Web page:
To consolidate, disseminate, and gather information concerning the 710 expansion into our San Rafael neighborhood and into our surrounding neighborhoods. If you have an item that you would like posted on this blog, please e-mail the item to Peggy Drouet at pdrouet@earthlink.net

Thursday, December 19, 2013

An idea to get U.S. train safety system on track: Editorial


December 17, 2013

An Amtrak train, top, traveling on an unaffected track, passes a derailed Metro-North commuter train on Dec. 1 in the Bronx. Officials stand on a curve in the tracks where the train derailed.

Sometime in the next few weeks, Metrolink plans to demonstrate Positive Train Control on one of its Southern California lines, a step toward being the first rail operator to meet a federal mandate to install the safety technology.

That's good news. Positive Train Control, which can automatically stop a train headed for a collision or derailment, might have at least lessened the impact in the head-on crash between a Metrolink commuter train and a Union Pacific freight train that killed 25 people in Chatsworth in 2008. And the GPS-based system could have prevented the accident in which a Metro-North commuter train jumped the tracks while going too fast on a tight turn, killing four passengers in the Bronx on Dec. 1.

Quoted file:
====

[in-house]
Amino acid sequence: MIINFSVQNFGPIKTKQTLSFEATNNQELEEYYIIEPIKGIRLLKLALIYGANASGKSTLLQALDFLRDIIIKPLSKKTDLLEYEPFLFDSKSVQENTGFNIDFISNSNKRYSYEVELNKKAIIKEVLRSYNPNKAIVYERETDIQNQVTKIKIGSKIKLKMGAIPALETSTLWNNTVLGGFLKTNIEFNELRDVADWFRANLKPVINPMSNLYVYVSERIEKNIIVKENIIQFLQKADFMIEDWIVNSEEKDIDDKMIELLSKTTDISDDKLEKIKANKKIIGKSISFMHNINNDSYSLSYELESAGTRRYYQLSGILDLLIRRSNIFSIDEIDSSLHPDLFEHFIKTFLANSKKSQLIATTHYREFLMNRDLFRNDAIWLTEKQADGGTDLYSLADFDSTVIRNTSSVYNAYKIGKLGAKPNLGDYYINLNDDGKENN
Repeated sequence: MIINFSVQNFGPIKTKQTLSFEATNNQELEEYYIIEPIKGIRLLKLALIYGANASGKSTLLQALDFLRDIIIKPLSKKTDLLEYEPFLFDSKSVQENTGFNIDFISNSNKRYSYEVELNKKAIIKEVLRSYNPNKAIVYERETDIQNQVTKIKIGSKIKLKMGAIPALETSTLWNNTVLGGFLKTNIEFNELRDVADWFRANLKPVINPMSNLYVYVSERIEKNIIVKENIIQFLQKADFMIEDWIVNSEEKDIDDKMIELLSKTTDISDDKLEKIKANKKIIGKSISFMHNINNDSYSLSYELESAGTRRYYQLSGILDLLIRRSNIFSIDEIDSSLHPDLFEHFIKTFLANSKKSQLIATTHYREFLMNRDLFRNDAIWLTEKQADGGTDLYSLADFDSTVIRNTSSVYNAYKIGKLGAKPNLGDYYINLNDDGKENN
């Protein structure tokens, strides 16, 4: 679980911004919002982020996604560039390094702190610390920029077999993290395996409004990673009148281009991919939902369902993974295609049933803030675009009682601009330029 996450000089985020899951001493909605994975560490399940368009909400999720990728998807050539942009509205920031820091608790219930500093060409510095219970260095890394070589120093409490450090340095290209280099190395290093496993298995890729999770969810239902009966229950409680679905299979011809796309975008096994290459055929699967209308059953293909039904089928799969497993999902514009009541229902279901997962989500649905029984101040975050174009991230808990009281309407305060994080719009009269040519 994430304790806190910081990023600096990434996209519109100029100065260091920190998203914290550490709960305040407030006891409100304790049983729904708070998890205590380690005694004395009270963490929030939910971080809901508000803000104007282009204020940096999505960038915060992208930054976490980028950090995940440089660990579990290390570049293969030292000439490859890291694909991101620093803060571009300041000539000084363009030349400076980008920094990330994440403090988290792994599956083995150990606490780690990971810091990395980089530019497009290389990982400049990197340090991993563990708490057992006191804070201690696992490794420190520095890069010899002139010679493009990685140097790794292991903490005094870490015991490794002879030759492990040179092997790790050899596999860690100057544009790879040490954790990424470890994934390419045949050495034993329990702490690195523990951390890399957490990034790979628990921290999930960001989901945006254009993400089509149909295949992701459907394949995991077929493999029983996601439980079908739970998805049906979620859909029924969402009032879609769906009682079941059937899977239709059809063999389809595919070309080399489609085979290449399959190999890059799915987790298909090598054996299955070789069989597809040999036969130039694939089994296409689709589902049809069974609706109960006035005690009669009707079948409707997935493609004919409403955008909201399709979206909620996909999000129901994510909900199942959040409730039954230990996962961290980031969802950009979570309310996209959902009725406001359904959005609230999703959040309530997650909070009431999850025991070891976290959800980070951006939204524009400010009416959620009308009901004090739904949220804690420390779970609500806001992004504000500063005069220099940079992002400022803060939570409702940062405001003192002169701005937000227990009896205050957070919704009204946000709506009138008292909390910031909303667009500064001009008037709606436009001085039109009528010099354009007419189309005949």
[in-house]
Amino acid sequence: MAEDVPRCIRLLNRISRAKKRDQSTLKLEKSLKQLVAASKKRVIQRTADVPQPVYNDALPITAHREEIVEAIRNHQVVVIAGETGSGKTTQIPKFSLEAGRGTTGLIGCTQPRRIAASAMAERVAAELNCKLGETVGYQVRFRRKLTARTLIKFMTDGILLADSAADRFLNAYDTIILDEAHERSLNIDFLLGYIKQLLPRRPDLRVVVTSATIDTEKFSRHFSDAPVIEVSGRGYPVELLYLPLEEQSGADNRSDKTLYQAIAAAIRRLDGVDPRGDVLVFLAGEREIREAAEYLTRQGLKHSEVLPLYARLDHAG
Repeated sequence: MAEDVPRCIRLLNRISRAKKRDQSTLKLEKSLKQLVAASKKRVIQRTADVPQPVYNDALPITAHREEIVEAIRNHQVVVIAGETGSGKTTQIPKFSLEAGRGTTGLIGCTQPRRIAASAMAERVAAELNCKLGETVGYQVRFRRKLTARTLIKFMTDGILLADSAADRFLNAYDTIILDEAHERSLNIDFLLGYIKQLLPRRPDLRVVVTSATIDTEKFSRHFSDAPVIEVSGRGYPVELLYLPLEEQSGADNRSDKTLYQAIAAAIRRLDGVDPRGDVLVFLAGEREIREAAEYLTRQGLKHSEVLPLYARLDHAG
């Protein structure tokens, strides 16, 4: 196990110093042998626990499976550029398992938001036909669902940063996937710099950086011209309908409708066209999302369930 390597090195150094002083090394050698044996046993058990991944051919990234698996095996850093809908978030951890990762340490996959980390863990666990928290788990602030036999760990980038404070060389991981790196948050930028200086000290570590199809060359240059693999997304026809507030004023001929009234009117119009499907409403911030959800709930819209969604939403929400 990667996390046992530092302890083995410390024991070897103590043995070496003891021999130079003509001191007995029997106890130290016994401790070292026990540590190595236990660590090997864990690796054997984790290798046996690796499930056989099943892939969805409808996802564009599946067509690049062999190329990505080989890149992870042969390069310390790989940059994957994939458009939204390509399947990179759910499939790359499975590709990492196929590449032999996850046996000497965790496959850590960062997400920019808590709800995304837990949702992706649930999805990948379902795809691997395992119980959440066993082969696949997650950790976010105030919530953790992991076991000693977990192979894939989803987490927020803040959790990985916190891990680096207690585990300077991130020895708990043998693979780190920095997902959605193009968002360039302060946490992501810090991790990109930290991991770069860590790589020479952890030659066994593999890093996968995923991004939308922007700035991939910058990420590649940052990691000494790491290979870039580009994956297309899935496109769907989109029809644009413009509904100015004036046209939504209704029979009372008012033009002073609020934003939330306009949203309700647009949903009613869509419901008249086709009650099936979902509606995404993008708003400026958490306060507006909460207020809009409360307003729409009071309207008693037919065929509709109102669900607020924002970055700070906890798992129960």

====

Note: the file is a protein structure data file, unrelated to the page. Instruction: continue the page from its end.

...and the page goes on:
There's bad news, though. Few rail operators are as committed to PTC as Metrolink is. Most are lobbying Congress to delay the end-of-2015 deadline, citing the cost and complexity of installing the fail-safe on 70,000 miles of track.

The rail industry's complaints have some validity, especially the part about Congress ordering train operators to foot the project's $13 billion bill almost entirely themselves.

In the interest of getting PTC installed in the nation's trains as soon as possible, American train passengers (and those who love them) should be willing to pay more of the price. If this means putting more federal taxpayer money into the project, so be it.

Californians can probably think of a chunk of money that would work nicely: the $3.3 billion in federal cash earmarked for the Los Angeles-to-San Francisco-area high-speed rail project, a sum whose fate is uncertain after the bullet train's latest legal setback.

What's more valuable, perhaps the most significant rail safety feature that will be adopted in our lifetimes, or the California bullet-train plan that sounds more and more like a futurist's fantasy?

Even an enthusiastic PTC advocate like Metrolink has faced delays (full installation is expected by late 2014, a year and a half later than forecast) and a cost overrun (to $210-215 million from the predicted $201.9?million, a difference to be made up with federal transportation grants).

If other rail operators need a financial push to get this important safety work done by the 2015 deadline, it would be worth it for Congress and the American people to help pay the price.